Letter to the Editor
Who, How and When to Pump: Teasing Out the Devil in the Details
Version of Record online: 17 JAN 2013
© Copyright 2013 The American Society of Transplantation and the American Society of Transplant Surgeons
American Journal of Transplantation
Volume 13, Issue 3, pages 821–822, March 2013
How to Cite
Sharif, A. and Borrows, R. (2013), Who, How and When to Pump: Teasing Out the Devil in the Details. American Journal of Transplantation, 13: 821–822. doi: 10.1111/ajt.12059
- Issue online: 25 FEB 2013
- Version of Record online: 17 JAN 2013
To the Editor:
Lodhi et al.  provide a timely retrospective analysis demonstrating superiority for machine perfusion versus cold storage strategies in attenuation of delayed graft function (DGF) for donation after cardiac or brain death (DCD and DBD respectively) kidneys. Their results regarding benefit for machine perfusion of DCD kidneys agree  or disagree  with previous randomized controlled trials as acknowledged by the authors. However close inspection of these original studies may shed light on effective utilization of machine perfusion.
Jochmans et al. , analyzing DCD donors only, demonstrated reduction in DGF with machine perfusion versus cold storage. In this trial, trained perfusion specialists were part of the organ recovery team, resulting in immediate placement of kidneys onto machine perfusion. By contrast in Watson et al. , also performed on DCD kidneys, cold perfusion with subsequent machine perfusion was performed. Of total mean 14 h cold ischemic time for kidneys that underwent machine perfusion, initial use of cold storage accounted for mean of 3.9 h (representing 31% of total cold ischemic period, range of 3–73%). Therefore lack of immediate pulsatile perfusion may have rendered subsequent potential benefits of machine perfusion obsolete.
In support of this theory, Hosgood et al.  published data from porcine DCD kidney models where retrieved kidneys were allocated to either 18 h of cold storage, 18 h of hypothermic machine perfusion or hybrid strategy of 4 h of cold storage with subsequent 14 h of machine perfusion. Hybrid-strategy kidneys had similar graft function/injury profiles to kidneys that underwent cold storage alone, but significantly more intrarenal resistance. The authors speculate prolonged cold storage preservation injury may have been exacerbated by mechanical damage sustained by subsequent pulsatile perfusion.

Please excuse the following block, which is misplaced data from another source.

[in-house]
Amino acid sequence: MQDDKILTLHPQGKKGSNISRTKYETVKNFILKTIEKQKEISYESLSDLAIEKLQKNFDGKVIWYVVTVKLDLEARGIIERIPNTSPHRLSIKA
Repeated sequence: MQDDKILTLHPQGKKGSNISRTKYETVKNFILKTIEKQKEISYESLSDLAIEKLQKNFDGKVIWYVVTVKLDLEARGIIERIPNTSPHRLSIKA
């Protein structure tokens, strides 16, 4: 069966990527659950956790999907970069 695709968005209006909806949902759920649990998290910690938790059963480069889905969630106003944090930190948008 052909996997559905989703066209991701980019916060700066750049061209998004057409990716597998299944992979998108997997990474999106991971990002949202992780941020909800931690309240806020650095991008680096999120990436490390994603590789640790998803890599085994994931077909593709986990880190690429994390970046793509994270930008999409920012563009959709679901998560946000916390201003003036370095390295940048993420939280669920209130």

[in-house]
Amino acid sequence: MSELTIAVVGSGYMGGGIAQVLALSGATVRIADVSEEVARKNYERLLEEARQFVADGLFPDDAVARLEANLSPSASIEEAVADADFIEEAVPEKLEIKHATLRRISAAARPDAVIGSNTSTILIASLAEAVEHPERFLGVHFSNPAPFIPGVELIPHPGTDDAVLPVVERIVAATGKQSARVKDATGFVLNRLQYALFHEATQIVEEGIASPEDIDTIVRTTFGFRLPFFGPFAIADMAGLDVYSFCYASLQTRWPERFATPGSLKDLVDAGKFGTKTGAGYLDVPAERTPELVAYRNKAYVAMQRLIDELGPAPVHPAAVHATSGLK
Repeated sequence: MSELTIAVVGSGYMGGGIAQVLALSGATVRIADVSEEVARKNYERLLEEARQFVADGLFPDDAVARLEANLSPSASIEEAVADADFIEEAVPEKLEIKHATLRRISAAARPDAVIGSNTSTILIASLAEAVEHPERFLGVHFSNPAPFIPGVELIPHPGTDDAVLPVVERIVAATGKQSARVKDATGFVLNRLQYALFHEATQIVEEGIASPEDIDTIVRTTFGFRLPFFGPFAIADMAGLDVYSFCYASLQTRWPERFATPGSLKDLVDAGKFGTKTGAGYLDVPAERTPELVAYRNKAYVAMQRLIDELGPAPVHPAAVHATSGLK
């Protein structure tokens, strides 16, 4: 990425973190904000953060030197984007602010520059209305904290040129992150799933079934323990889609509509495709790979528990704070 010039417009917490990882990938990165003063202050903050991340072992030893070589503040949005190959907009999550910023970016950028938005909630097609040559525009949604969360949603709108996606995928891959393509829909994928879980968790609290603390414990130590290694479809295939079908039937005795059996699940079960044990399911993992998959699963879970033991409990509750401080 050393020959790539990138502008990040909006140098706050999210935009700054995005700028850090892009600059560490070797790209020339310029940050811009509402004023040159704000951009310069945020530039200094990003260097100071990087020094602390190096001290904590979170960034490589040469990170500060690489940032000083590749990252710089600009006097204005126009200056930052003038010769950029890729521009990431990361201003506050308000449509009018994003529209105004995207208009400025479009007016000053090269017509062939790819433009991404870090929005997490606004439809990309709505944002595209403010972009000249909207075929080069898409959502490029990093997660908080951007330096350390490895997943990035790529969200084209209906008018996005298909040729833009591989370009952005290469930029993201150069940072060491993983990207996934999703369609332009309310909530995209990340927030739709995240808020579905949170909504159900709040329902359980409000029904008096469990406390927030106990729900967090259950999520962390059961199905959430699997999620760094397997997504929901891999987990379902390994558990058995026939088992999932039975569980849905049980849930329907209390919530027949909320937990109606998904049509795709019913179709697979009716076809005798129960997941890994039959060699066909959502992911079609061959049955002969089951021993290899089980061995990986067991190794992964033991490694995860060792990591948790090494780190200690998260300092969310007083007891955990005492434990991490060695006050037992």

Any retrospective analysis comparing organ storage techniques cannot tease out whether putative machine perfusion benefits relate to intrinsic properties of machine perfusion or due to confounders such as discard of kidneys with poor perfusion parameters. In addition, despite contrasting incidence of DGF rates, both Jochmans's and Watson's publications demonstrated equivalent patient and graft survival at 1 year posttransplantation. Although DGF is an important outcome (with adverse clinical consequences), “hard” clinical endpoints such as survival are of greater importance to influence our practice. Finally both studies had similar cold ischemic times in both arms—there is no clinical evidence to suggest prolonged machine perfusion can attenuate detrimental effects to allow prolongation of ischemic times for DCD kidneys.
We would argue DCD kidneys are probably better served being implanted as soon as possible regardless of whether they are machine perfused or not (unless viability is a concern). Machine perfusion may allow selection of good DCD kidneys, but is unlikely to resurrect a bad one. That “Lazarus” strategy may be possible with alternative organ storage strategies such as normothermic perfusion, recently demonstrated as efficacious in a proof-of-concept pilot study of DCD kidney transplantation in man . Further trials with important clinical endpoints are clearly required but normothermic perfusion represents an exciting innovation and is likely to be the future of organ preservation.
The authors of this manuscript have no conflicts of interest to disclose as described by the American Journal of Transplantation.